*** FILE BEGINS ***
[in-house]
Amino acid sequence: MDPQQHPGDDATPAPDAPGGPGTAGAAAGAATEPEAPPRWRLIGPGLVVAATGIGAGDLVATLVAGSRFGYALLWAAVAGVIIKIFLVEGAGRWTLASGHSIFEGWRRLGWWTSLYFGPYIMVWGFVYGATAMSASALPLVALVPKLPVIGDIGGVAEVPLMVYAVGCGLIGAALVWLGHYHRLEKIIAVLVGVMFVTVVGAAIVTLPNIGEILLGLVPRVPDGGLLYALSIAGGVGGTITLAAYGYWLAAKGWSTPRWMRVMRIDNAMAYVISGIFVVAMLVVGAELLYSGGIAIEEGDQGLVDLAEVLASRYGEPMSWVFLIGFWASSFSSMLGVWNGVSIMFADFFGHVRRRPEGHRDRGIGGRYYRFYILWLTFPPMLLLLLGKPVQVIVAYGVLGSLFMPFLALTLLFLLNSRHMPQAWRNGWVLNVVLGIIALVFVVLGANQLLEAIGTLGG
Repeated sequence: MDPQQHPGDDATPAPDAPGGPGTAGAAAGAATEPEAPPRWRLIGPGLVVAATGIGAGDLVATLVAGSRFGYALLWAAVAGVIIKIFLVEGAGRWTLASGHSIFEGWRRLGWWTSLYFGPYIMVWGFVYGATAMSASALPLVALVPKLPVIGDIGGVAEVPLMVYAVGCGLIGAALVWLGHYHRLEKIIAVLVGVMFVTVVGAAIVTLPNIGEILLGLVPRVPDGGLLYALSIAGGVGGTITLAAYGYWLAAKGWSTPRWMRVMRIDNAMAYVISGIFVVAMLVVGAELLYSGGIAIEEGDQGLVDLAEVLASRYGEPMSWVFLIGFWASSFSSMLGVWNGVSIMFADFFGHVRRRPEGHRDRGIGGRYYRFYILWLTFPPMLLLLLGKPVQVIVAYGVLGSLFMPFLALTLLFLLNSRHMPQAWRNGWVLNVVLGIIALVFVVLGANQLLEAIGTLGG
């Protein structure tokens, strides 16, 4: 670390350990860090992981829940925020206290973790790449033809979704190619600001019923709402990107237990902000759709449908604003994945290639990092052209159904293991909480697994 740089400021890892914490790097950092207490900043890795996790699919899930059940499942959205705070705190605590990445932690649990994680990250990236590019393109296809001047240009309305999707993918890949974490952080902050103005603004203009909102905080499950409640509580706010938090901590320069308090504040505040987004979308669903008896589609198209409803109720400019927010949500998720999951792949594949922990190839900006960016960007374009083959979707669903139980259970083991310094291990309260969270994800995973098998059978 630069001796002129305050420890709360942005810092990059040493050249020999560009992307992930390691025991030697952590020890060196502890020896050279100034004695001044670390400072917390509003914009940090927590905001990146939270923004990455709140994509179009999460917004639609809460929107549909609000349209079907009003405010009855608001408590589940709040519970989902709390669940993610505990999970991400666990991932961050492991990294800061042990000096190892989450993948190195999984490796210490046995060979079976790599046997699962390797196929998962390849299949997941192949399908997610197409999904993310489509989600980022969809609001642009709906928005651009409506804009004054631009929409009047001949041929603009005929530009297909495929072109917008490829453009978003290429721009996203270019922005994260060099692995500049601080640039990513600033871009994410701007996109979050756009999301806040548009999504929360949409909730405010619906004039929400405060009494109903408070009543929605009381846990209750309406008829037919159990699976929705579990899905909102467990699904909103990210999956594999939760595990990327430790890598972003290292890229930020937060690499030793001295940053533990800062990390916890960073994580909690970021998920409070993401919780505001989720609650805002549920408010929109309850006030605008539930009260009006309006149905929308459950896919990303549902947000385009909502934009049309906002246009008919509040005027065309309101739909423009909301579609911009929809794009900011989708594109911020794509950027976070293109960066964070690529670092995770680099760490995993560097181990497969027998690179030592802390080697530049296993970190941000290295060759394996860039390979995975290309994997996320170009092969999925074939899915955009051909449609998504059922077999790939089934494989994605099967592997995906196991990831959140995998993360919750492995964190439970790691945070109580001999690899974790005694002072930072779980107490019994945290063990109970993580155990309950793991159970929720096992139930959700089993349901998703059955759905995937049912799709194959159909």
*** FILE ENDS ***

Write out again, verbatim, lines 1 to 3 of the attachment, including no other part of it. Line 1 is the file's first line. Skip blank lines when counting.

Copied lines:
[in-house]
Amino acid sequence: MDPQQHPGDDATPAPDAPGGPGTAGAAAGAATEPEAPPRWRLIGPGLVVAATGIGAGDLVATLVAGSRFGYALLWAAVAGVIIKIFLVEGAGRWTLASGHSIFEGWRRLGWWTSLYFGPYIMVWGFVYGATAMSASALPLVALVPKLPVIGDIGGVAEVPLMVYAVGCGLIGAALVWLGHYHRLEKIIAVLVGVMFVTVVGAAIVTLPNIGEILLGLVPRVPDGGLLYALSIAGGVGGTITLAAYGYWLAAKGWSTPRWMRVMRIDNAMAYVISGIFVVAMLVVGAELLYSGGIAIEEGDQGLVDLAEVLASRYGEPMSWVFLIGFWASSFSSMLGVWNGVSIMFADFFGHVRRRPEGHRDRGIGGRYYRFYILWLTFPPMLLLLLGKPVQVIVAYGVLGSLFMPFLALTLLFLLNSRHMPQAWRNGWVLNVVLGIIALVFVVLGANQLLEAIGTLGG
Repeated sequence: MDPQQHPGDDATPAPDAPGGPGTAGAAAGAATEPEAPPRWRLIGPGLVVAATGIGAGDLVATLVAGSRFGYALLWAAVAGVIIKIFLVEGAGRWTLASGHSIFEGWRRLGWWTSLYFGPYIMVWGFVYGATAMSASALPLVALVPKLPVIGDIGGVAEVPLMVYAVGCGLIGAALVWLGHYHRLEKIIAVLVGVMFVTVVGAAIVTLPNIGEILLGLVPRVPDGGLLYALSIAGGVGGTITLAAYGYWLAAKGWSTPRWMRVMRIDNAMAYVISGIFVVAMLVVGAELLYSGGIAIEEGDQGLVDLAEVLASRYGEPMSWVFLIGFWASSFSSMLGVWNGVSIMFADFFGHVRRRPEGHRDRGIGGRYYRFYILWLTFPPMLLLLLGKPVQVIVAYGVLGSLFMPFLALTLLFLLNSRHMPQAWRNGWVLNVVLGIIALVFVVLGANQLLEAIGTLGG